"On that note, it's not just mothers who need to be healthy, fathers do too - and not just when their child is born, but also before they are conceived. Australian researchers have linked obesity in fathers to future generations, and have shown that obese fathers can pass on poor metabolic health to future generations before they are even born."
The softly-spoken yogi adds that everyone should look after their spine throughout their lives.
"It is very important for people to understand the human spine and its needs," he says. "Whether pregnant or not, we all need to learn how to use our body and spine, how to lift things properly and the limitations of what we can lift, as ignoring this can cause many injuries.
"Sitting down for long periods is not good for anyone, so I would encourage both pregnant women and their partners to get out into the fresh air, get moving, do regular stretches and try to encourage good posture without forcing it - your spine is doing a very important job and needs to be looked after."
Timm offers a few simple exercises to pregnant women to help them to strengthen their backs and spines, which will in turn give them the extra power needed to see them through pregnancy and labour.
1 Learn yogic breathing. In other words, relearn to breathe the natural way as you did when you were born. That is 'diaphragmatic' breathing.
2 Warm up for five minutes by marching on the spot and lifting up the knees on every step.
3 Do a set of 'tabletop' exercises (get down on all-fours). Lift back one leg at a time, breathing in with yogic breathing as you slowly lift back and breathe out as you return.
4 When in tabletop position, slowly lift (bend) one knee out sideways as far as comfortable while breathing yogically, and slowly bring it back as you breathe out. Repeat with the other leg.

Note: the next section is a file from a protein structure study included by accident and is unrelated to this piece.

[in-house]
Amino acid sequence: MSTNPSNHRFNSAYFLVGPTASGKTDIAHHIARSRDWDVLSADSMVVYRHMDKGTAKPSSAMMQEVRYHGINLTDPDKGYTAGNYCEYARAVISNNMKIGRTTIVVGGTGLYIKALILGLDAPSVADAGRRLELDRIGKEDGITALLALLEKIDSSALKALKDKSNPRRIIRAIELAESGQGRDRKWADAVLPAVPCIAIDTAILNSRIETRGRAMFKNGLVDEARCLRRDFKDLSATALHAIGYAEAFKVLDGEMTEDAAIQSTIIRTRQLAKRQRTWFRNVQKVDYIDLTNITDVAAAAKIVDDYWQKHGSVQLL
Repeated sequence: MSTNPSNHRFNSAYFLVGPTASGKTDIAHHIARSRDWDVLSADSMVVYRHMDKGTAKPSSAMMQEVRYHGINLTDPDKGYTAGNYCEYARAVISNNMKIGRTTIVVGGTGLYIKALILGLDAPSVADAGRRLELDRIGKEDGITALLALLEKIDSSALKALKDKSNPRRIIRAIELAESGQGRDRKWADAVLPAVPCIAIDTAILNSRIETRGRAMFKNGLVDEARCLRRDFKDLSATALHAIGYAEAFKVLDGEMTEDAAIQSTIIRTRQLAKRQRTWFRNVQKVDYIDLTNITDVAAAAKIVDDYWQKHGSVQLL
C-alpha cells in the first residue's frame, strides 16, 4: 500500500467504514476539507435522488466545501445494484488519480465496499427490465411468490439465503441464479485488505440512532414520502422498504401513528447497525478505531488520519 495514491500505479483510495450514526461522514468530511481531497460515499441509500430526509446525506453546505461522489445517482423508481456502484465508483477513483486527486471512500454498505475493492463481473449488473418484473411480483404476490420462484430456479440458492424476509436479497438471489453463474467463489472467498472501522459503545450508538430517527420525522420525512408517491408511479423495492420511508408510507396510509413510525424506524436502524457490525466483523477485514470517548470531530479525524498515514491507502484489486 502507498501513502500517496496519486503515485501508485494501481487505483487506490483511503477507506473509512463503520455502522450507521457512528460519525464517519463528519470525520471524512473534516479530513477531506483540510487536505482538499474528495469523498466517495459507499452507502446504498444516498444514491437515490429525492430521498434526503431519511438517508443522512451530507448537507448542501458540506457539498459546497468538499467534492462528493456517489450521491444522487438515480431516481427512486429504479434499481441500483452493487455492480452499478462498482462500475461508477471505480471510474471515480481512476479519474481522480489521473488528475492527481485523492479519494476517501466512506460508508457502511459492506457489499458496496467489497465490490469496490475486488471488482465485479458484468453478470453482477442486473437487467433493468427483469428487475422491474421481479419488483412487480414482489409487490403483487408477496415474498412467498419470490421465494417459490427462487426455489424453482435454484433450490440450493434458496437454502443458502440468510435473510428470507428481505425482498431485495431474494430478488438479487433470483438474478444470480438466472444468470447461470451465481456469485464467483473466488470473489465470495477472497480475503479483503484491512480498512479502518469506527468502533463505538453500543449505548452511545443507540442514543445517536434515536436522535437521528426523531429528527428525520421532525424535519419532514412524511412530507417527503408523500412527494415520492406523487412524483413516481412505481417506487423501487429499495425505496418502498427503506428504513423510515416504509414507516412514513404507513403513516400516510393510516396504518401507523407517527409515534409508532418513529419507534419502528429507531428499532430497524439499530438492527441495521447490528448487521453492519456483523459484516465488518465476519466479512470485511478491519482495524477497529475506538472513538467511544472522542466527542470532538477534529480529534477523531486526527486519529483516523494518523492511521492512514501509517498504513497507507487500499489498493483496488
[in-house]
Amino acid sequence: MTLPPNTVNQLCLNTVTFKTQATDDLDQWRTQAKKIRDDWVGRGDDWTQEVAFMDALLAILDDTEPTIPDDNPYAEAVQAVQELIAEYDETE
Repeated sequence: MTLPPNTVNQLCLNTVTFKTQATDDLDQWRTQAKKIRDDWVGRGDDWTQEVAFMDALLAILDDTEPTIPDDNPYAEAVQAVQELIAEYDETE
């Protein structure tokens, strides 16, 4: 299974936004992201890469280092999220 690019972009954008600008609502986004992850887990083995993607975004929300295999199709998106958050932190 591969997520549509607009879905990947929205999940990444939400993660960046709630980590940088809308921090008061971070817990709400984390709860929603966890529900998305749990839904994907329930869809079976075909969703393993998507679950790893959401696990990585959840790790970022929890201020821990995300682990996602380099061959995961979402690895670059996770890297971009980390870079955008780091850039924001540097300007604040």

5 When in tabletop position, stretch one leg back with toes pointing out and slowly draw 10 circles clockwise, then draw 10 circles anticlockwise while you keep yogic breathing. Repeat with the other leg.
6 Laying on your back with knees up, hold a pillow between your knees and slowly come up (as in the 'bridge' position). Breathe in yogically as you come up, and breathe out as you come down. Repeat 10 times.
7 While lying on your back with knees up, keep on holding a pillow between your knees and slowly turn your knees to the left as far as it is comfortable, then slowly turn your knees to the right as far as it is comfortable. Repeat five times.
8 Then you can lay on your back with stretched legs slightly apart and arms slightly outstretched from the body with palms facing upwards. Close your eyes and relax using gentle yogic breathing while just observing without involvement, not trying to change anything. Continue yogic breathing. Let yourself go for five minutes.
9 Resuming MYO Back yoga after birth will assist the body in its recovery process and help restore the (SI) sacroiliac joint back to its original position.
10 At the same time, the action of breastfeeding will send contractions to the area for the purpose of normalisation of the pelvis and uterus. The recommended minimum breastfeeding duration is six months, and ideally one year.
11 Continuing the yoga programme after birth is vital to restore good posture and shape, as well as keeping a strong back during the early years of carrying and nursing the child.
12 Birth by caesarean section should be avoided as much as possible as it is not good to go against Mother Nature - but if for some reason there is no alternative, doing the MYOBack program as soon as you have recovered from surgery is ideal as this would help the sacroiliac joint to be restored properly.
For more information, or to request a tailor-made programme, visit www.mindyourownback.com